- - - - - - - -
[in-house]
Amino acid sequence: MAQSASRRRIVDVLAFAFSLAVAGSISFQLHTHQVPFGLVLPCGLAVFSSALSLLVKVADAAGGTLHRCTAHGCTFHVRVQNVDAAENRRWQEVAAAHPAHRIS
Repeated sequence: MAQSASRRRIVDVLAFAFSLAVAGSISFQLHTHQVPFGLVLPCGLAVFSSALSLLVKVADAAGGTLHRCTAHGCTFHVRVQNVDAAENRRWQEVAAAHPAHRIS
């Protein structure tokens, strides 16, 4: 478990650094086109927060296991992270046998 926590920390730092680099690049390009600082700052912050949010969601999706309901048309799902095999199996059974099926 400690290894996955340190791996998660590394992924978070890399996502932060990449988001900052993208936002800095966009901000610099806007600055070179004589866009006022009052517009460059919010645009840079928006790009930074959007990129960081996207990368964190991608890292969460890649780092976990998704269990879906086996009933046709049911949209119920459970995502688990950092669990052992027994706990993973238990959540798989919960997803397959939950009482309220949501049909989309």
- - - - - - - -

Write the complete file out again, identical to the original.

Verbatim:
[in-house]
Amino acid sequence: MAQSASRRRIVDVLAFAFSLAVAGSISFQLHTHQVPFGLVLPCGLAVFSSALSLLVKVADAAGGTLHRCTAHGCTFHVRVQNVDAAENRRWQEVAAAHPAHRIS
Repeated sequence: MAQSASRRRIVDVLAFAFSLAVAGSISFQLHTHQVPFGLVLPCGLAVFSSALSLLVKVADAAGGTLHRCTAHGCTFHVRVQNVDAAENRRWQEVAAAHPAHRIS
């Protein structure tokens, strides 16, 4: 478990650094086109927060296991992270046998 926590920390730092680099690049390009600082700052912050949010969601999706309901048309799902095999199996059974099926 400690290894996955340190791996998660590394992924978070890399996502932060990449988001900052993208936002800095966009901000610099806007600055070179004589866009006022009052517009460059919010645009840079928006790009930074959007990129960081996207990368964190991608890292969460890649780092976990998704269990879906086996009933046709049911949209119920459970995502688990950092669990052992027994706990993973238990959540798989919960997803397959939950009482309220949501049909989309």